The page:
Working with Sicknesses

Yes, that’s the topic of today’s blog posts, since I’ve found it to be an incredible challenge over the last few months.

When I was able to work full time, I had four days a week I only had two hours each day to work on things. If I found I didn’t have my computer, notebooks were the way to go. Even if it was a few pages, a character stat sheet for my notes or revisions, something was always done during my lunch and down time before sleep.

That left me with three days to balance chores, bills and novel writing, on top of my second job which is online.

But now that I’ve been out of work for the past three weeks, I’ve learned that it can be done, even when you’re suffering from debilitating things.

A little history before my post: Right now, I have heart problems going on—atrial fibrillation, to be exact. These follow with periods of syncope (the fancy medical term for passing out) at any given point in time. Along with this, there have been digestive issues going on, which may be from the elevated levels of my liver. Top that off with chronic joint and muscle pain and periods of chest pain that make me unable to breathe, drive, sit up or sleep and you got a recipe for disaster.

Oh and let’s not forget the 10+ a day I need to be in the bathroom because nothing I eat stays in my system. That can be crippling in itself. The syncope happens once a week now.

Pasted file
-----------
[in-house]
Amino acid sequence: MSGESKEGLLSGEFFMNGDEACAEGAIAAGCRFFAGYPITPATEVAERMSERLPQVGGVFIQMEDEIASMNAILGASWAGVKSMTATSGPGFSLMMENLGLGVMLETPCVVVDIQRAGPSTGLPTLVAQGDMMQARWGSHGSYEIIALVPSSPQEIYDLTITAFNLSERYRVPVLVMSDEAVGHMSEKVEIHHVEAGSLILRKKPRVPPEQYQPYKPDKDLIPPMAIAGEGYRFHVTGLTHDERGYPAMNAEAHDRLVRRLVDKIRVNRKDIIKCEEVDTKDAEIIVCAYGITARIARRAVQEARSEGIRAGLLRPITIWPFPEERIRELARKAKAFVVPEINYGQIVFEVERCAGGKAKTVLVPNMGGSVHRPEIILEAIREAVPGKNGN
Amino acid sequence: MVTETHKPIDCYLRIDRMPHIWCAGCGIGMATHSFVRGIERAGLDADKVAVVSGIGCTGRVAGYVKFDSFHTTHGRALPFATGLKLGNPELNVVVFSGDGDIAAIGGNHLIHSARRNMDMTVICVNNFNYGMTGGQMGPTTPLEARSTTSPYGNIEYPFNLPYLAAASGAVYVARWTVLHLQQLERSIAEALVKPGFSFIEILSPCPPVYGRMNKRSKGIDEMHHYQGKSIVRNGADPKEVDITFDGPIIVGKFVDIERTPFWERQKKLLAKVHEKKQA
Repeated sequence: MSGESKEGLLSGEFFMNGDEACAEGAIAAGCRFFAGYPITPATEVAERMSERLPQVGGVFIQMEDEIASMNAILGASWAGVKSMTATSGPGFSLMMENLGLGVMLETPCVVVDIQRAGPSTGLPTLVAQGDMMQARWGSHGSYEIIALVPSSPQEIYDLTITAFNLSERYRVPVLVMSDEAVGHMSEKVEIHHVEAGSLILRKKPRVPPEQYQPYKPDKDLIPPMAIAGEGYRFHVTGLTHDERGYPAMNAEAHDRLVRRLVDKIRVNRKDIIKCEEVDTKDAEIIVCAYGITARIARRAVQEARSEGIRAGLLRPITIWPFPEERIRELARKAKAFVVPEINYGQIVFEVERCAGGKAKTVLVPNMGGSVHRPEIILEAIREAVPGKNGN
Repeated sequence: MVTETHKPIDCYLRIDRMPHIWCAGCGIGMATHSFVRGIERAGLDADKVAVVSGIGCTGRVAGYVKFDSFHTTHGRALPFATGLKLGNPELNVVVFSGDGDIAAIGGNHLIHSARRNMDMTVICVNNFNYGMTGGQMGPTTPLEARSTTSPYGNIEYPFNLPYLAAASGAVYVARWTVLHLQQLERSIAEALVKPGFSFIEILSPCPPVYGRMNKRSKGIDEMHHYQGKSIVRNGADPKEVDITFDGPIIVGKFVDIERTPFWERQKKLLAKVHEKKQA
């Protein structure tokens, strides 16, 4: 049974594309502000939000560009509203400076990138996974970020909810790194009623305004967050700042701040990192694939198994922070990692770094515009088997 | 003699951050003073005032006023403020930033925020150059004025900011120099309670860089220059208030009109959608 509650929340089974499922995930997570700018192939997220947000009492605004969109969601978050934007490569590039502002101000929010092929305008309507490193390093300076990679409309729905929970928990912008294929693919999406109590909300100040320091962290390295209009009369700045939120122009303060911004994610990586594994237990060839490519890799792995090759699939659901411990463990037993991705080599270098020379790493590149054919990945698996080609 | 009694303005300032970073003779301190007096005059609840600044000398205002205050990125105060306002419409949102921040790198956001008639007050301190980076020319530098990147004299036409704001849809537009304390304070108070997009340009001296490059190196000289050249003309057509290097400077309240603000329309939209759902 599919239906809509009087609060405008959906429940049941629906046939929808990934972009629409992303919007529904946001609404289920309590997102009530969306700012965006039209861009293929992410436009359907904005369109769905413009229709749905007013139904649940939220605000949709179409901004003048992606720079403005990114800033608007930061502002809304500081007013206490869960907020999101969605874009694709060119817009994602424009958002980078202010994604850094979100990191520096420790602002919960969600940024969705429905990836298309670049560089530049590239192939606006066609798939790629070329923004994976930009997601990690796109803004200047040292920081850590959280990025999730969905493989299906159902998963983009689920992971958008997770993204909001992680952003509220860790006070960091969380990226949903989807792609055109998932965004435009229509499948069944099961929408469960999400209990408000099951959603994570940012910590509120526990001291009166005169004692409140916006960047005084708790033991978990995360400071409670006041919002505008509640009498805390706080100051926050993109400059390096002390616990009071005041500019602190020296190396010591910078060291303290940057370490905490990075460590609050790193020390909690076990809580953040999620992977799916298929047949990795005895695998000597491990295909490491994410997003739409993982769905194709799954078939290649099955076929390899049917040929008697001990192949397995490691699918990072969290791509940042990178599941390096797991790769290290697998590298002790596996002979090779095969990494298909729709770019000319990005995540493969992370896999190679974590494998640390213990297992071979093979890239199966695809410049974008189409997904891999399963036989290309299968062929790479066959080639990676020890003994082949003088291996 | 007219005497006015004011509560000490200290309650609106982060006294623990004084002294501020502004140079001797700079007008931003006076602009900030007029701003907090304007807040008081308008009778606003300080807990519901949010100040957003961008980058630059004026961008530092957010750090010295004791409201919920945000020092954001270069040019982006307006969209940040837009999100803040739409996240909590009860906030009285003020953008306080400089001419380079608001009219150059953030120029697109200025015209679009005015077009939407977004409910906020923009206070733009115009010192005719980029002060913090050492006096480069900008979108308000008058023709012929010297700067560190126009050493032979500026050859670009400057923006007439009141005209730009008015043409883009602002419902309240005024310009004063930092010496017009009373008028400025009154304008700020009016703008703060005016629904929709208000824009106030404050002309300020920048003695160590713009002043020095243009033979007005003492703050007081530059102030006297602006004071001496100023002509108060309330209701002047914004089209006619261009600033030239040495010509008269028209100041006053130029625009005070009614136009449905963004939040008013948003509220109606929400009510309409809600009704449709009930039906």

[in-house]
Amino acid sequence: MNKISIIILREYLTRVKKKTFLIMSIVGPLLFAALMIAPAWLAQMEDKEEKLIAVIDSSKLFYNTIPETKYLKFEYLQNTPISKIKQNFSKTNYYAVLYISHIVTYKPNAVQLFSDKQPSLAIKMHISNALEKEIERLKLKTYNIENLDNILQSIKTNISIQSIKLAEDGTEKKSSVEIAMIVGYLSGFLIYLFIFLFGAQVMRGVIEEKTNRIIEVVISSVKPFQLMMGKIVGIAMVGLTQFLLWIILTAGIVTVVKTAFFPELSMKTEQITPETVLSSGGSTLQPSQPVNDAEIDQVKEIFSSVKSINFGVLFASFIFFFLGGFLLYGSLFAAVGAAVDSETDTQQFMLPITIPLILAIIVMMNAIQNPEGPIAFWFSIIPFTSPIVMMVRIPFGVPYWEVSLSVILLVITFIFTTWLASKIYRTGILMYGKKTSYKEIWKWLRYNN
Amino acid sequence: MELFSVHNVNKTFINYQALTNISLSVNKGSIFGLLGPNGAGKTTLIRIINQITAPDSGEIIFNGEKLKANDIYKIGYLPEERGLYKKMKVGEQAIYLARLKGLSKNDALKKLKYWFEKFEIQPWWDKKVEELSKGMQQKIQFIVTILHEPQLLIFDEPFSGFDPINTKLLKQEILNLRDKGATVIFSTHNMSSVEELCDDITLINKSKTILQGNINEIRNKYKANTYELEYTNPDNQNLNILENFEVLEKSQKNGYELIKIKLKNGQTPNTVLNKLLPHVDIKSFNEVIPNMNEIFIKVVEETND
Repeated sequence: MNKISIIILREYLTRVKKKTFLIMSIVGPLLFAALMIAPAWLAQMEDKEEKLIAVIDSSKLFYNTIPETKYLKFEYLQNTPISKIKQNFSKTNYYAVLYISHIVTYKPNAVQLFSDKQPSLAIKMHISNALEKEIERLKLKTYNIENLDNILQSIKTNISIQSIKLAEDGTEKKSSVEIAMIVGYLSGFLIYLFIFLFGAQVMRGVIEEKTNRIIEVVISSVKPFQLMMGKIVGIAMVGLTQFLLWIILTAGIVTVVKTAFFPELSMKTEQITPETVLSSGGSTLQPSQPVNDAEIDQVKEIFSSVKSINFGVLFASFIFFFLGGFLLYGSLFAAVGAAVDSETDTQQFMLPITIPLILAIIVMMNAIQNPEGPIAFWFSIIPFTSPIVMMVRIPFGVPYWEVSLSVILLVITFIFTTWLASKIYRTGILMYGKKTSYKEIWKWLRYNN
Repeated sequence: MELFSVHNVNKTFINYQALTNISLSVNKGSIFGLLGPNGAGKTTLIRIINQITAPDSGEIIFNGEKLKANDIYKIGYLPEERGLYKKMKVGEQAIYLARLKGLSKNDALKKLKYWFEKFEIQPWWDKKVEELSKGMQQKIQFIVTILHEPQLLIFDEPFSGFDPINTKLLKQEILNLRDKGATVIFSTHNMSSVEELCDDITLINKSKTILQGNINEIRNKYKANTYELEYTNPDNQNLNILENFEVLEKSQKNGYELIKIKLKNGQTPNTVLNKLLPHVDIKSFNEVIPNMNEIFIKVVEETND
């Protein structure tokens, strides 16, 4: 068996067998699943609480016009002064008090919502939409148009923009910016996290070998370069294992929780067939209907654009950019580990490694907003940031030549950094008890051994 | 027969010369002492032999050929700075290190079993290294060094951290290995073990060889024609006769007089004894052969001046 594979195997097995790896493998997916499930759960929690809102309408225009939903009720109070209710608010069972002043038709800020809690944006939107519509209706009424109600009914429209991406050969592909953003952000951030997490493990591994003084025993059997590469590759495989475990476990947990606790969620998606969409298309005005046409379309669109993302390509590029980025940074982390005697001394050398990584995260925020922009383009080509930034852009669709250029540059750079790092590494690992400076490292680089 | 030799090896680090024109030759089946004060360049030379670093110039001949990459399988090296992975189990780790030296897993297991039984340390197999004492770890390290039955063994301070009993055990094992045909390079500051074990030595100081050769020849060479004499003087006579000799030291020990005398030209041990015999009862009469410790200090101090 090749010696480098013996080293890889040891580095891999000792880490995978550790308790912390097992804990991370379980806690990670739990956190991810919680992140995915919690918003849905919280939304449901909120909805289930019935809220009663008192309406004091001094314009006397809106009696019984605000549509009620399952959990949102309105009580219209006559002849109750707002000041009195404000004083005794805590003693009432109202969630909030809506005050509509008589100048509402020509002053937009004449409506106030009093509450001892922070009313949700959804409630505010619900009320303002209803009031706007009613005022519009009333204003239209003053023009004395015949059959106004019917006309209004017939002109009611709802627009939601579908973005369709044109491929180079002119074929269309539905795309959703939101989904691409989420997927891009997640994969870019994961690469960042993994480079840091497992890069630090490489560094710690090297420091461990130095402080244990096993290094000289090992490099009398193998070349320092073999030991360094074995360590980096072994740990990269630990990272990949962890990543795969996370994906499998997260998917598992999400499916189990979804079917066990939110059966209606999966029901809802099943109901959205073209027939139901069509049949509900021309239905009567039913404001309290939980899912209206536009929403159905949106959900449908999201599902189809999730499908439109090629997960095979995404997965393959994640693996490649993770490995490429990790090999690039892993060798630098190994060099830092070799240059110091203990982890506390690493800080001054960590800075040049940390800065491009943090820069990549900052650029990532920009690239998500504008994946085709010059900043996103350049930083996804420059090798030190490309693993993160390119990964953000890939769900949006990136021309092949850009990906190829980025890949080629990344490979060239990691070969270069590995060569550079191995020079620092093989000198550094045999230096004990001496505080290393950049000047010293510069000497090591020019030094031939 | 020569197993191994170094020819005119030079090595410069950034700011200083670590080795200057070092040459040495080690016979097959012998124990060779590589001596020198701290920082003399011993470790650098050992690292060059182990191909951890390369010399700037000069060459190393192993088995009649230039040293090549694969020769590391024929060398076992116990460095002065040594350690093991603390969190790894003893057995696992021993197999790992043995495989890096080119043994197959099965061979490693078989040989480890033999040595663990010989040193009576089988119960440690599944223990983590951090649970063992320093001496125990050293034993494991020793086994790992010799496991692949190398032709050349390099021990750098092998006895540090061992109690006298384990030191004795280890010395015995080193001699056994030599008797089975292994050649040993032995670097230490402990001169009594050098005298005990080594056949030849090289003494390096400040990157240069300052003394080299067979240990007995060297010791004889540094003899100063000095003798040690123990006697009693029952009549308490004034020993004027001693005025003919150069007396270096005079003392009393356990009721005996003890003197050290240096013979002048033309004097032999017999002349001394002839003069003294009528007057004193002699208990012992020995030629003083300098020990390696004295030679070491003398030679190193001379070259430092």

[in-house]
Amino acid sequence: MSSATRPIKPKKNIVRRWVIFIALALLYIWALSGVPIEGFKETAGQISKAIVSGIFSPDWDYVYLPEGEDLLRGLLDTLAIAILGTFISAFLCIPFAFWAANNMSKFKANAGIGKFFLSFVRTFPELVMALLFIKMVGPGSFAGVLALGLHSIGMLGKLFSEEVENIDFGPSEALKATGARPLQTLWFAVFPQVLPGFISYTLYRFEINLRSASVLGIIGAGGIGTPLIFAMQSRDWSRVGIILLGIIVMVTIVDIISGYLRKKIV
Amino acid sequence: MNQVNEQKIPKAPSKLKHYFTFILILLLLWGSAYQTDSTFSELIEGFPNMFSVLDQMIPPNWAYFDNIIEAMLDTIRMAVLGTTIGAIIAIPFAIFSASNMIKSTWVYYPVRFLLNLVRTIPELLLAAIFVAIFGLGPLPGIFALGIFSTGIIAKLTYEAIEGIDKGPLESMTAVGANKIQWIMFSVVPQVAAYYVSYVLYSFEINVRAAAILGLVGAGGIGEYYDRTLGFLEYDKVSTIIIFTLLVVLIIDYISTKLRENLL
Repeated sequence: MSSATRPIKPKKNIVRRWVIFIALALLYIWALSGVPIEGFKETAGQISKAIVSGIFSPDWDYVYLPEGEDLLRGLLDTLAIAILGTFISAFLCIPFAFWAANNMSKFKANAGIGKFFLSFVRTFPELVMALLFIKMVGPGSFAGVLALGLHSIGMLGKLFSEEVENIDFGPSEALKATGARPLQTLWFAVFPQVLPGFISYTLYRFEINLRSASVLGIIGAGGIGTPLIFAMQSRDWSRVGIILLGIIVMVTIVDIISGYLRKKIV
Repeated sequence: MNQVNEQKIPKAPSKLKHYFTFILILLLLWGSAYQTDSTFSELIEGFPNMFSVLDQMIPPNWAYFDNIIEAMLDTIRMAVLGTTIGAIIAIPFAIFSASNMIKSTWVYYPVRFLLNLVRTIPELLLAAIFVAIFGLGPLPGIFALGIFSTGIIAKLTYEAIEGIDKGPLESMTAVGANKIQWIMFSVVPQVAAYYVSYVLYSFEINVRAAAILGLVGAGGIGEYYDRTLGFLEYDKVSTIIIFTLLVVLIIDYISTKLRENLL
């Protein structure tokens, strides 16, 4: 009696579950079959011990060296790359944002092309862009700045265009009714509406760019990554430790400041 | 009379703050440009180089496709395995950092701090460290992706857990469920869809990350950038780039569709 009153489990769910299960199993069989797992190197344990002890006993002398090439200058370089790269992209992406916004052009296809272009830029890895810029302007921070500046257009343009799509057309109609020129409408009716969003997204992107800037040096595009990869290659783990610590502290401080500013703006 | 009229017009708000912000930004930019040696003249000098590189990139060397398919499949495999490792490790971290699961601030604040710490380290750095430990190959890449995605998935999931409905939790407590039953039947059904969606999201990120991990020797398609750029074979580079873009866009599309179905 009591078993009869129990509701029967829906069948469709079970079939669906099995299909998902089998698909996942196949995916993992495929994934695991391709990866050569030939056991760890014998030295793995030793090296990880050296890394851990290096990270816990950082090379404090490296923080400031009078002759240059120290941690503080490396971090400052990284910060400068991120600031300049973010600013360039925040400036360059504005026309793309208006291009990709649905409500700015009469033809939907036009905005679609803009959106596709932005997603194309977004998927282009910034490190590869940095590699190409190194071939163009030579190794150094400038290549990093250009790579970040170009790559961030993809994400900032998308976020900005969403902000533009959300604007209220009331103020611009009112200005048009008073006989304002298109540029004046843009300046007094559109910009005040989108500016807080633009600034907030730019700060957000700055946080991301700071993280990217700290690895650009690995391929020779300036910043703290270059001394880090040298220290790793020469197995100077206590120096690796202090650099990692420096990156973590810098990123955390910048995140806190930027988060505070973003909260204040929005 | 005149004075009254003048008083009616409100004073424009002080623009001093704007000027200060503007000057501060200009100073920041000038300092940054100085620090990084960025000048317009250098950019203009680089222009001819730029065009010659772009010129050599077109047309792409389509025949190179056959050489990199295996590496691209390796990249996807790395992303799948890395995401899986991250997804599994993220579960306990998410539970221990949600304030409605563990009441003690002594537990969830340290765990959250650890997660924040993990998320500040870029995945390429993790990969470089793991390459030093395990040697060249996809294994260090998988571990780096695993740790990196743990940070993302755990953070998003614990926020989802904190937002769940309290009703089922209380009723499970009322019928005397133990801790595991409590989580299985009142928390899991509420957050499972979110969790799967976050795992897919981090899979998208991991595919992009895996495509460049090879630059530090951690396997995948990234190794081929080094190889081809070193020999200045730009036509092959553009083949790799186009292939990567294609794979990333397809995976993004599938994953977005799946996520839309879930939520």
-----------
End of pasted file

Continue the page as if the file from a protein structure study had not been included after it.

I’m being tested for autoimmune diseases (they’re seeing if it’s lupus now) and for other complications that make me unable to work at this time. They also think I have hyposomnia, which means that you’re tired at all times of the day. With all this crap, that’s only expected. I didn’t need a sleep study to tell me that, I don’t think.

Nope, gotta see one of those too. ARGH.

So what happens now that I have all this? Most people think I should be in bed 24/7 and not have a life, collect a check on disability, that sort of shit. But I’ve chosen to work around my barriers and start perhaps working from home full time instead and find another kind of health insurance plan if I have to.

And I don’t have time for that, if I’m going to publish books!

So here are some things I’ve started doing for those days when I can’t be in my chair with my big 20 inch screen.

 

1. Relax a little.